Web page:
Chief’s Island and Arago Light
Tales from the End of a South Oregon Coast Lighthouse: Chief’s Island and Arago Light
Published on 28/10/22 at 17:33
By the staff of the Oregon Coast Beach Connection
(Charleston, Oregon) – On August 3, 2013, there was a significant moment in Oregon Coast history that is now somewhat under the radar. It was when the local tribes recovered something valuable that had been stolen from them some 150 years before. Cape Arago Lighthouse – near Coos Bay – originally known as Chief’s Island, was ceded to the Confederated Tribes of Coos, Lower Umpqua and Siletz. In a ceremony led by Captain Mark Reynolds, Commander of Coast Guard Sector North Bend, the promontory which had housed a lighthouse since the 1860s and even a Coast Guard station for a time returned to good hands. . (Cape Arago Lighthouse near Coos Bay, courtesy Manuela Durson – see Manuela Durson Fine Arts for more)
European history around this southern Oregon Coast landmark dates back to 1778, when Captain Robert Cook passed by and named the spot Gregory Point. Regional tribes date back much further here. According to carbon dating, Chief’s Island was occupied by humans between 1,500 and 2,100 years ago.
Chief’s Island / Gregory Point has a variety of stories to tell.
Above: Lighthouse glow, photo Oregon Coast Beach Connection
The area was named Chief’s Island by the local tribes as it was traditionally where the chief had his abode. Yet there are many signs that it has been an intermittent village over these 1,000 years or more. It is a known archaeological site, which partly explains why it is considered so important.
Going back even further, the island is made up of a kind of sandstone and geologically unstable. Some predictions see the area with the lighthouse collapsing over the next decade.
The Cape Arago Lighthouse is certainly not the only story on this small island off the southern coast of Oregon. But it’s a big one. You can see the full history of the Cape Arago Lighthouse here, Surprise Story: There Were Three Cape Arago Lighthouses on the Southern Oregon Coast .
Photo courtesy of Oregon Adventure Coast
The last days of the island in the hands of the United States illustrate this fragility well. According to a 2005 article in the Statesman Journal, a local had seen a new hole in the area emerge. A storm in February of that year brought it to notice. Waves started crossing to the other side, and suddenly you could see across the small island.
At the time, the Bureau of Land Management said you could throw millions of dollars at the thing and it would still go down.
Nearby, on the cliffs overlooking Lighthouse Beach, an elderly woman witnessed the instability of this area. The cliffs are made of the same material as Chief’s Island.
Irene Quick had bought land by the sea there in the 1940s, starting by building a cabin there. Running water didn’t come until the 1970s, so for thirty years they had an addiction to what was called a “million dollar view” of the lighthouse. A full house was eventually built, but in the meantime the cliffs continued to erode. 35 feet has disappeared over the decades, even taking the outhouse with it.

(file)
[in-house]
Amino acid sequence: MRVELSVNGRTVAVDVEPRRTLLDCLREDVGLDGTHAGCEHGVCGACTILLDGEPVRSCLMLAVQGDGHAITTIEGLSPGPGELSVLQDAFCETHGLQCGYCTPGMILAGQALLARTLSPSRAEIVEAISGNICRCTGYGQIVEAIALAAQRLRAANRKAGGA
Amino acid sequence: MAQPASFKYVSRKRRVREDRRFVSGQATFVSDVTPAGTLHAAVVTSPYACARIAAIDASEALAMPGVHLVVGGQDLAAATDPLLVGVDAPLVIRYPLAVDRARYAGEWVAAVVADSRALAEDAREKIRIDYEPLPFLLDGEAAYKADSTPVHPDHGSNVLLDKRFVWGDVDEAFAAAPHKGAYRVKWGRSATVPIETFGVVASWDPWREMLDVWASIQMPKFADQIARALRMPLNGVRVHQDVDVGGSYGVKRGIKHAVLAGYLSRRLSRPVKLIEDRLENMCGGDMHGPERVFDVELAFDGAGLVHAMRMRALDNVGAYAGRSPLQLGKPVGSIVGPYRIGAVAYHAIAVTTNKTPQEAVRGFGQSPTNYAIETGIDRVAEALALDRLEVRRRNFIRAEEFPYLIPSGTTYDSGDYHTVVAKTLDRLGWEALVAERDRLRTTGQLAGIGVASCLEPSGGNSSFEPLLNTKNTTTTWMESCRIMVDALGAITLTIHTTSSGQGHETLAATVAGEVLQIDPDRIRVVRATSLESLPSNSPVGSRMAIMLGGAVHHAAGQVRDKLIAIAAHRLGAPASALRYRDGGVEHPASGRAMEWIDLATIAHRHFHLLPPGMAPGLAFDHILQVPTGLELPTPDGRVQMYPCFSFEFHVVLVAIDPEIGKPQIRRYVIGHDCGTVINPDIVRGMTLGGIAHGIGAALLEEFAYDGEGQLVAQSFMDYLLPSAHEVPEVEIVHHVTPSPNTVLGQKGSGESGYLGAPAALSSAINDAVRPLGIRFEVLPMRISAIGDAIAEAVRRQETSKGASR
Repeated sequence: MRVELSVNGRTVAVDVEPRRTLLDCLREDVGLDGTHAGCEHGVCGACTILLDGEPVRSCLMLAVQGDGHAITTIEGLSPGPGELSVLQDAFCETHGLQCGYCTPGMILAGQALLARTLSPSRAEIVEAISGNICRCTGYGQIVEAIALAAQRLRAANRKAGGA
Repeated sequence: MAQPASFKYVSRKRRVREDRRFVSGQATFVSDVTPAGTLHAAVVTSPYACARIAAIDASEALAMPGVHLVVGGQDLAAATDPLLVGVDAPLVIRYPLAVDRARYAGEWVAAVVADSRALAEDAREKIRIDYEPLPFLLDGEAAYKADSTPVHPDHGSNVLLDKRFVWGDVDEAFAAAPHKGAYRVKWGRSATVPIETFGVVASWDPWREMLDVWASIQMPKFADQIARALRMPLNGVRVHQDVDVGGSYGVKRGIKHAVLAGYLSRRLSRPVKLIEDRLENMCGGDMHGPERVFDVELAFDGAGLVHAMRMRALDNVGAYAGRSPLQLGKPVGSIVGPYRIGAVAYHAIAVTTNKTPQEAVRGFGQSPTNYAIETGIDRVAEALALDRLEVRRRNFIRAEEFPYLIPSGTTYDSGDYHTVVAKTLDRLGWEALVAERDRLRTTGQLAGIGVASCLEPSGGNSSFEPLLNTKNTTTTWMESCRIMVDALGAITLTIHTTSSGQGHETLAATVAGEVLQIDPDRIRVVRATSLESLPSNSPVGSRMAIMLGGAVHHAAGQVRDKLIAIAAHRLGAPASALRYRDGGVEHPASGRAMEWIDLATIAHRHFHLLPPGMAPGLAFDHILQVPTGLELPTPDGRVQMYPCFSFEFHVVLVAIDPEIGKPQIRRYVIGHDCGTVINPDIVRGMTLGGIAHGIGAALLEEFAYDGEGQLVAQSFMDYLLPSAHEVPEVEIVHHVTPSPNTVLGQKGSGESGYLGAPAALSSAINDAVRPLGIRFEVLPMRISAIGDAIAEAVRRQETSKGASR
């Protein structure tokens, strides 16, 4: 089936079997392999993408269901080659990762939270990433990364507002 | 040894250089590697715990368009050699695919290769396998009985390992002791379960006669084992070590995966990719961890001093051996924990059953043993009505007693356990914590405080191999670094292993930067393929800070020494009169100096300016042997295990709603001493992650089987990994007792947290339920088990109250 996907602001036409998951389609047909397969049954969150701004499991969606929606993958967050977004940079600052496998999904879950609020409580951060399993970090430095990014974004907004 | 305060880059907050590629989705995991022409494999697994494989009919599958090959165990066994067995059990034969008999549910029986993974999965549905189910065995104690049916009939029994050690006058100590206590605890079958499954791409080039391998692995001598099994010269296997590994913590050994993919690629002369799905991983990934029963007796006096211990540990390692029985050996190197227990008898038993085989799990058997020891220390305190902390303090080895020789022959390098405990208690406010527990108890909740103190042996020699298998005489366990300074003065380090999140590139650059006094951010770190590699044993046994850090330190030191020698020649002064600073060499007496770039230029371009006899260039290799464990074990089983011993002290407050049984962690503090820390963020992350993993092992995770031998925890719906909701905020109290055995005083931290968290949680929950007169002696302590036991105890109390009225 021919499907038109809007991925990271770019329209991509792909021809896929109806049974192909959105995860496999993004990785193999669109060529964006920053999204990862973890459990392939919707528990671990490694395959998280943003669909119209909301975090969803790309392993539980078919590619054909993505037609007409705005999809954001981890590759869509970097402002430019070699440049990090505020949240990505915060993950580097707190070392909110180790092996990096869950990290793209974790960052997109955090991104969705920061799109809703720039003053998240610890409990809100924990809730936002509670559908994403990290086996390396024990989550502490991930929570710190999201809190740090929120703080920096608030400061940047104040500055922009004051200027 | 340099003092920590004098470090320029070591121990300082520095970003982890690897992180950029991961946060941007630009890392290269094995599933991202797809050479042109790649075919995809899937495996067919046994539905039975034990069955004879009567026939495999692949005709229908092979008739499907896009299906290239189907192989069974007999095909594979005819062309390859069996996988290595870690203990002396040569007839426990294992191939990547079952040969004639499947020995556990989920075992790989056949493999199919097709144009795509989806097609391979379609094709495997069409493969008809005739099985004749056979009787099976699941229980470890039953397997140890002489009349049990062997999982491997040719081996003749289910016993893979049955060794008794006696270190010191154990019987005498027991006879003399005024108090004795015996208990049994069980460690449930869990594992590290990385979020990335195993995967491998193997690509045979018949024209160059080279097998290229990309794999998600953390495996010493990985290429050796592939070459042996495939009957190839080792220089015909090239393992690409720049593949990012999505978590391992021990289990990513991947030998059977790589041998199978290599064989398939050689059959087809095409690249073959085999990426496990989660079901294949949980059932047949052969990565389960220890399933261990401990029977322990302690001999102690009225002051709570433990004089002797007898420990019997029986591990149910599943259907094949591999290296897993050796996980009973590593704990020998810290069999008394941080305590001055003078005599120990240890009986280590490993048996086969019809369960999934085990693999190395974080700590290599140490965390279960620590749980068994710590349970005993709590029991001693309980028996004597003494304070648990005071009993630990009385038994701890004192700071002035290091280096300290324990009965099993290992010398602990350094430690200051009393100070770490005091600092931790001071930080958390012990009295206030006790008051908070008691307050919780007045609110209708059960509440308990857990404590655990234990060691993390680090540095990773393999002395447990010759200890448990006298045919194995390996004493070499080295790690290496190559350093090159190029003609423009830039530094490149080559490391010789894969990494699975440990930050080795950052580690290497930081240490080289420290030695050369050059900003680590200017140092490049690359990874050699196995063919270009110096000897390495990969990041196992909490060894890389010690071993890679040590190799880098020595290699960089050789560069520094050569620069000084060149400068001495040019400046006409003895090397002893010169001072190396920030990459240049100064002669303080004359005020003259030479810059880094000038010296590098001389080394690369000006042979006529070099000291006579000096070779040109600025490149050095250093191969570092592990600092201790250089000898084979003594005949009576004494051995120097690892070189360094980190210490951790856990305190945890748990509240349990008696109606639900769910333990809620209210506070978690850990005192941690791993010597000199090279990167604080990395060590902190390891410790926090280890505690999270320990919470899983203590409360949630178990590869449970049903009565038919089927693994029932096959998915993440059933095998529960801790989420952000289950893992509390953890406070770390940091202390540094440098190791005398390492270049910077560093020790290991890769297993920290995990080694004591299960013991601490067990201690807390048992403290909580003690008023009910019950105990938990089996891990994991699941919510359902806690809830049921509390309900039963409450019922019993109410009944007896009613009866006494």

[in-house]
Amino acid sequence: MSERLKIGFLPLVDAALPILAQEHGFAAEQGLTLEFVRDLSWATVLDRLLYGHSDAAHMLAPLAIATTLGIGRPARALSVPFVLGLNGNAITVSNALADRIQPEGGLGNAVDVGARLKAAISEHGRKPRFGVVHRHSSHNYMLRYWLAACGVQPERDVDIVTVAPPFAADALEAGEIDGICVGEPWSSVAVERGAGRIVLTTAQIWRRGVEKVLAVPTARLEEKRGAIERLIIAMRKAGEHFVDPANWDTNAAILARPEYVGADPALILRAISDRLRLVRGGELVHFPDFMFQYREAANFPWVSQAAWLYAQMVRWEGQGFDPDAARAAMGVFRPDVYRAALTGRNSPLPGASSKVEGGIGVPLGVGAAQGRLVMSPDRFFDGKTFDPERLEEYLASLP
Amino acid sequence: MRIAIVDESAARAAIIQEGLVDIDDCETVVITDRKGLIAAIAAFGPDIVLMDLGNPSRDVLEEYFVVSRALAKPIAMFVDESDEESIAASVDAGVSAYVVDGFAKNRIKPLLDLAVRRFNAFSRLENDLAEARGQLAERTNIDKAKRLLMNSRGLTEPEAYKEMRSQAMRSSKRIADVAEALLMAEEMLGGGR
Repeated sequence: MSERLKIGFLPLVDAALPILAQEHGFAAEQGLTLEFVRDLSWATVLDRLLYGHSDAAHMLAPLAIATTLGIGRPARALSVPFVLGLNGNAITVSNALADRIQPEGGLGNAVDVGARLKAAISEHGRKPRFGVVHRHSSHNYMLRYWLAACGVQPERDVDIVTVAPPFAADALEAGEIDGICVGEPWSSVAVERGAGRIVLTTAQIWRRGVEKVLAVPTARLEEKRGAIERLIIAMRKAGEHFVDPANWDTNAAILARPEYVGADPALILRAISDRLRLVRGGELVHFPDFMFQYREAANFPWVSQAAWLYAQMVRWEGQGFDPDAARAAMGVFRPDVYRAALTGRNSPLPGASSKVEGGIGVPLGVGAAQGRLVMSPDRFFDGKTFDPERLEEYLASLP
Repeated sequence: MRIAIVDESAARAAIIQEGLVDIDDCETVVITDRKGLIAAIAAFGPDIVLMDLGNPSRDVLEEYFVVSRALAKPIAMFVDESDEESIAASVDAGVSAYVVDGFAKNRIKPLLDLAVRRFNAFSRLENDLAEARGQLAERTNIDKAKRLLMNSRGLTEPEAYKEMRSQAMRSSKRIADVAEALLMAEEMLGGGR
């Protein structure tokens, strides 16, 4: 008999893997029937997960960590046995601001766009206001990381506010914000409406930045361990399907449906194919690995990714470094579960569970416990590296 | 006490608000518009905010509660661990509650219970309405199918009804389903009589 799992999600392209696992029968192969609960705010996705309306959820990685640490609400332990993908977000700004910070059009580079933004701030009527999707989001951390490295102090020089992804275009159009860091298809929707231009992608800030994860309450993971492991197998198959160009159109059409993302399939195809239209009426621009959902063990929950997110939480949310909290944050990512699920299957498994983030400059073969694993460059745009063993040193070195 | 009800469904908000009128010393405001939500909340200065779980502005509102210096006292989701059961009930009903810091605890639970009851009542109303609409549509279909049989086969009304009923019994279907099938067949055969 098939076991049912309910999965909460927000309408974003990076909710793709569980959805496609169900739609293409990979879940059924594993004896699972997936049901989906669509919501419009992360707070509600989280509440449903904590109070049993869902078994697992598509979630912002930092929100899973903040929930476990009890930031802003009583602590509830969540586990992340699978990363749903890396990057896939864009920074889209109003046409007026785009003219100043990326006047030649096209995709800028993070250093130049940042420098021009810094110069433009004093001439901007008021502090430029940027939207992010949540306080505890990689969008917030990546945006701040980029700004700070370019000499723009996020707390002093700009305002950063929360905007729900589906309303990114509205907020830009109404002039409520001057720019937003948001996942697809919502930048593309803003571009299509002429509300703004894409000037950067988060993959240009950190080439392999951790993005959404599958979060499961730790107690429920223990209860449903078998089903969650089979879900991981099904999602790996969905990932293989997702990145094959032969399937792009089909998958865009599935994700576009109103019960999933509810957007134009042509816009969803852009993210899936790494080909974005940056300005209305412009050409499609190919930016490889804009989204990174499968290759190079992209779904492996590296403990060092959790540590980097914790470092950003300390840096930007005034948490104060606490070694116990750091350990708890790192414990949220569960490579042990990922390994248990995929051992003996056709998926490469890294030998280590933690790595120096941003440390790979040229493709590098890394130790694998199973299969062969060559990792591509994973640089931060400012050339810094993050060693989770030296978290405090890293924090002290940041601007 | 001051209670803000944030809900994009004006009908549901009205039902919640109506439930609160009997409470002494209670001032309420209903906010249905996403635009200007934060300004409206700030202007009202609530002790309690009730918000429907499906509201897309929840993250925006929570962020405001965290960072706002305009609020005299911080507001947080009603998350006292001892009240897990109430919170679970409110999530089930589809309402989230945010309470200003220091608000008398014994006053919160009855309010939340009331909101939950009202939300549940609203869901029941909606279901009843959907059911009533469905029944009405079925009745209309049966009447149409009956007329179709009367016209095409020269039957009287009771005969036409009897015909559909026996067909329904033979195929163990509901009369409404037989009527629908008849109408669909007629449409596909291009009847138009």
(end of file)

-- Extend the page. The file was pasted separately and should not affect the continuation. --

The lighthouse itself was a victim of this collapse. At least one of the structure’s reconstructions was tied to erosion of the area, forcing officials on the Oregon coast to rebuild the next one back.
Quick was 90 when the Statesman Journal spoke to him. She also recounted another tantalizing tidbit: Chief’s Island was sometimes still walkable during extremely low tide events.
The bridge over Cape Arago Light, decades ago
In the mid-2000s, she was lucky enough to be one of the last people to cross the rickety bridge to see the lighthouse. At that time, it had been closed for years. This was largely due to the archaeological importance of the place, the fact that it was sacred to the local tribes because so many ancestors were there, and security concerns. In the bridge’s later years, however, it was dangerous, fragile, and slippery. Even local tribes had to obtain permits to cross for ceremonies or visits with their ancestors.
A group in November 2003 was one of the last forays across, and according to reports, the Coast Guard only allowed two or three at a time to walk across this unstable bridge.
For a time, charter boats were closing in to get a better view, but were not allowed to make landfall.
While the Cape Arago Lighthouse was listed on the National Register of Historic Places in 1993, its days as a visible attraction were numbered. Even then, the process was slowly brewing to bring it back to the tribes and cut off all access. In the early 2000s, this process began to move forward in earnest, slowly moving through Washington, D.C.
The light was deactivated in 2006.
In 2012, a year before the signing ceremony, the bridge was finally dismantled. Just prior to this, Coast Guard Engineering Officer Lt. Jennifer Lopez was interviewed by The Associated Press saying the lighthouse was being repaired and ready for retirement. The walls were repaired, sealed and repainted to improve its condition and make it watertight.
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